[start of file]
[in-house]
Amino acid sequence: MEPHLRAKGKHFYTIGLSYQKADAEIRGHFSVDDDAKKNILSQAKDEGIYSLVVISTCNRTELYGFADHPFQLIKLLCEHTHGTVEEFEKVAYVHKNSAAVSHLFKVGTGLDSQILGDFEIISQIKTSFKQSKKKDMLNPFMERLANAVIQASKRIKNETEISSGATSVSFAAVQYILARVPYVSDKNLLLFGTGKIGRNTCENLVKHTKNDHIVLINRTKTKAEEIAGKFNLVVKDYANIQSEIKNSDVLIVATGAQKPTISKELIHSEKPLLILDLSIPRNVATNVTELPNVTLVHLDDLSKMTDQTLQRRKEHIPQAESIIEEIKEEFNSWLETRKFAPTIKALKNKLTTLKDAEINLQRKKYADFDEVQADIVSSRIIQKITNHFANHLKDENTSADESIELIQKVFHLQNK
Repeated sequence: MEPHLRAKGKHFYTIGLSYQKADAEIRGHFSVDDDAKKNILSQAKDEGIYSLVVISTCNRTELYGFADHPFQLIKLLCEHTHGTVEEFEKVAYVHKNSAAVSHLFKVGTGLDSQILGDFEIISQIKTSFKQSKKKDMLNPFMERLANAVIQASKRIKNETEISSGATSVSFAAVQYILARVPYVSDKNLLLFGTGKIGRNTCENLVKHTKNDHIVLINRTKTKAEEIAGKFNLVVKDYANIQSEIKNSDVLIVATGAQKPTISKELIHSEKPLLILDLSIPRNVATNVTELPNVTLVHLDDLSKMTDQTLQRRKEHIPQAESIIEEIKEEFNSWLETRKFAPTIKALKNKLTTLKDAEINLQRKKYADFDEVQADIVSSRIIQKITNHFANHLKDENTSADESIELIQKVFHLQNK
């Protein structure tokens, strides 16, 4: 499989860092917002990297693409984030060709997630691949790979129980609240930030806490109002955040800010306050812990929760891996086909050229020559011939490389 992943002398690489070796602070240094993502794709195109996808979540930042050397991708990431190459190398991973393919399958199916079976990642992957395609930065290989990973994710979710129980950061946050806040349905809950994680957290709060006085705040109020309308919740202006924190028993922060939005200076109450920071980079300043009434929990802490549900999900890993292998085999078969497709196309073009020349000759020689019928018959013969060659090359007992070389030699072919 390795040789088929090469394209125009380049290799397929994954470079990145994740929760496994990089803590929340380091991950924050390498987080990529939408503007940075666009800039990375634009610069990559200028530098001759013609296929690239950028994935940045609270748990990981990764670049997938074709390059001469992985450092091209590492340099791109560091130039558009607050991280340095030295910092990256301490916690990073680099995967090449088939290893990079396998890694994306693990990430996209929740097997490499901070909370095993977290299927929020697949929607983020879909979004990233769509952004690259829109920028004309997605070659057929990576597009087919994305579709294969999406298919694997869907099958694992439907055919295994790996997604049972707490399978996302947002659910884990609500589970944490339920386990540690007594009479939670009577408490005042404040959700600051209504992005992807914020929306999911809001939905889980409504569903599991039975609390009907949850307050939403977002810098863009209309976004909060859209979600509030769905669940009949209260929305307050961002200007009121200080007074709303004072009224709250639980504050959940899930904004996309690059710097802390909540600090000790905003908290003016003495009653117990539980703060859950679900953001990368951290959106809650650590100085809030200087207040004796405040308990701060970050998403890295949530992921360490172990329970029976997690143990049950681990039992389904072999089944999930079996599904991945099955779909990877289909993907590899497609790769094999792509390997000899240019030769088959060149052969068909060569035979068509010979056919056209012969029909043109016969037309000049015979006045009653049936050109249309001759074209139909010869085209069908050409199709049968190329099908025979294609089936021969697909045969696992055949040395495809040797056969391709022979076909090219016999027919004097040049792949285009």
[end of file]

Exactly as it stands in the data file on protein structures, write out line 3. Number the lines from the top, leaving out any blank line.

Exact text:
Repeated sequence: MEPHLRAKGKHFYTIGLSYQKADAEIRGHFSVDDDAKKNILSQAKDEGIYSLVVISTCNRTELYGFADHPFQLIKLLCEHTHGTVEEFEKVAYVHKNSAAVSHLFKVGTGLDSQILGDFEIISQIKTSFKQSKKKDMLNPFMERLANAVIQASKRIKNETEISSGATSVSFAAVQYILARVPYVSDKNLLLFGTGKIGRNTCENLVKHTKNDHIVLINRTKTKAEEIAGKFNLVVKDYANIQSEIKNSDVLIVATGAQKPTISKELIHSEKPLLILDLSIPRNVATNVTELPNVTLVHLDDLSKMTDQTLQRRKEHIPQAESIIEEIKEEFNSWLETRKFAPTIKALKNKLTTLKDAEINLQRKKYADFDEVQADIVSSRIIQKITNHFANHLKDENTSADESIELIQKVFHLQNK